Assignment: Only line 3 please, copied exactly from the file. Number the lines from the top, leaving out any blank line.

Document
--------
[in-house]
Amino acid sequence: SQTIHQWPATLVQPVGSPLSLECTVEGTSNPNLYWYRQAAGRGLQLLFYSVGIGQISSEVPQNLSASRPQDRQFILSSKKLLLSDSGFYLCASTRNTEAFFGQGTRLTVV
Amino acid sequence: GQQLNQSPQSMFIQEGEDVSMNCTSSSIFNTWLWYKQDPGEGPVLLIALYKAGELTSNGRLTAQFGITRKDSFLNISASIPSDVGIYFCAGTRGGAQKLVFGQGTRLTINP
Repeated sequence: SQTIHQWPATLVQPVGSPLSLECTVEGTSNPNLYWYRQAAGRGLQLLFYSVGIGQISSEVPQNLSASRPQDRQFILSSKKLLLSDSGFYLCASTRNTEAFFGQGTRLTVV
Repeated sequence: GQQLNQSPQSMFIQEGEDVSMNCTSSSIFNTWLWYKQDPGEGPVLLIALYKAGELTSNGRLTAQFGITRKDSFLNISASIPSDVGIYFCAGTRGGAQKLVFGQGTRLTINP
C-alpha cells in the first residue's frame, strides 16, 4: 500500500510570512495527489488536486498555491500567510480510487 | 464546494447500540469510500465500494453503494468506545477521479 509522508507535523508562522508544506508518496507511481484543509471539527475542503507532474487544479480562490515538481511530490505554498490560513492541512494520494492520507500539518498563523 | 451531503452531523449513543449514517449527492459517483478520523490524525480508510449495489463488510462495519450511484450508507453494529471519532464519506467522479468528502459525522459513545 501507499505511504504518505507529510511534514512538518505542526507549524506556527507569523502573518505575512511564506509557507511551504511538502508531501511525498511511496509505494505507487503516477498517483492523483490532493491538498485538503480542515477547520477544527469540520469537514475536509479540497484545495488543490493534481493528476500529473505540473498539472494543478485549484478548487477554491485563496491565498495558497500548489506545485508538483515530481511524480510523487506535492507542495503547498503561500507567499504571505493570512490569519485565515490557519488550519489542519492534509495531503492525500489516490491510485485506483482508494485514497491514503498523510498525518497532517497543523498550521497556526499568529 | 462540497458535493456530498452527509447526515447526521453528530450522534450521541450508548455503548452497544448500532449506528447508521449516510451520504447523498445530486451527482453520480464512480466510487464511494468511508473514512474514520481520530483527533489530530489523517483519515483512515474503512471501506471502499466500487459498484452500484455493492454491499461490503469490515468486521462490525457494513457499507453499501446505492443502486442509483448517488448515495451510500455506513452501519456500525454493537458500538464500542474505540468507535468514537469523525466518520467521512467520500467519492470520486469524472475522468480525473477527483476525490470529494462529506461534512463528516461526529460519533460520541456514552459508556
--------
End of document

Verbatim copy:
Amino acid sequence: GQQLNQSPQSMFIQEGEDVSMNCTSSSIFNTWLWYKQDPGEGPVLLIALYKAGELTSNGRLTAQFGITRKDSFLNISASIPSDVGIYFCAGTRGGAQKLVFGQGTRLTINP